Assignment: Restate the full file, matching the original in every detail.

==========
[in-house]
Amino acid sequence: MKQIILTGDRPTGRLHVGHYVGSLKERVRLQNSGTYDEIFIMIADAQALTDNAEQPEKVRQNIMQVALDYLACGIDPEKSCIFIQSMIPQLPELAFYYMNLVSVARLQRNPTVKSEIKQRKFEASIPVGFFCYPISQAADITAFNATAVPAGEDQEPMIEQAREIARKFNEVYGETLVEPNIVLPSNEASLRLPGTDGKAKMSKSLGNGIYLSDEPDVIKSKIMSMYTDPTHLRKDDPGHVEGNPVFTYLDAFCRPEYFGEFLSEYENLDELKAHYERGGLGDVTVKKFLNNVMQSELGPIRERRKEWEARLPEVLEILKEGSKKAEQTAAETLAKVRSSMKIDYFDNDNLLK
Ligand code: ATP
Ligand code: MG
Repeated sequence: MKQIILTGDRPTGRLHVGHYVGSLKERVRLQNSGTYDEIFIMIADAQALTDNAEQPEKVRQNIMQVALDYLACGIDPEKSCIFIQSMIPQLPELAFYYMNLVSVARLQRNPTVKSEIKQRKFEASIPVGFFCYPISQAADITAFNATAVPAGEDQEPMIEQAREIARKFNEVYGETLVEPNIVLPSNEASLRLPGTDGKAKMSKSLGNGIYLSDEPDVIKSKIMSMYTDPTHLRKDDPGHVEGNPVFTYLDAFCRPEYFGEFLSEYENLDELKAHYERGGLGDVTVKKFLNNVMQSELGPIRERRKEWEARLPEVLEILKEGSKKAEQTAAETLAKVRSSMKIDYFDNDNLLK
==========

[in-house]
Amino acid sequence: MKQIILTGDRPTGRLHVGHYVGSLKERVRLQNSGTYDEIFIMIADAQALTDNAEQPEKVRQNIMQVALDYLACGIDPEKSCIFIQSMIPQLPELAFYYMNLVSVARLQRNPTVKSEIKQRKFEASIPVGFFCYPISQAADITAFNATAVPAGEDQEPMIEQAREIARKFNEVYGETLVEPNIVLPSNEASLRLPGTDGKAKMSKSLGNGIYLSDEPDVIKSKIMSMYTDPTHLRKDDPGHVEGNPVFTYLDAFCRPEYFGEFLSEYENLDELKAHYERGGLGDVTVKKFLNNVMQSELGPIRERRKEWEARLPEVLEILKEGSKKAEQTAAETLAKVRSSMKIDYFDNDNLLK
Ligand code: ATP
Ligand code: MG
Repeated sequence: MKQIILTGDRPTGRLHVGHYVGSLKERVRLQNSGTYDEIFIMIADAQALTDNAEQPEKVRQNIMQVALDYLACGIDPEKSCIFIQSMIPQLPELAFYYMNLVSVARLQRNPTVKSEIKQRKFEASIPVGFFCYPISQAADITAFNATAVPAGEDQEPMIEQAREIARKFNEVYGETLVEPNIVLPSNEASLRLPGTDGKAKMSKSLGNGIYLSDEPDVIKSKIMSMYTDPTHLRKDDPGHVEGNPVFTYLDAFCRPEYFGEFLSEYENLDELKAHYERGGLGDVTVKKFLNNVMQSELGPIRERRKEWEARLPEVLEILKEGSKKAEQTAAETLAKVRSSMKIDYFDNDNLLK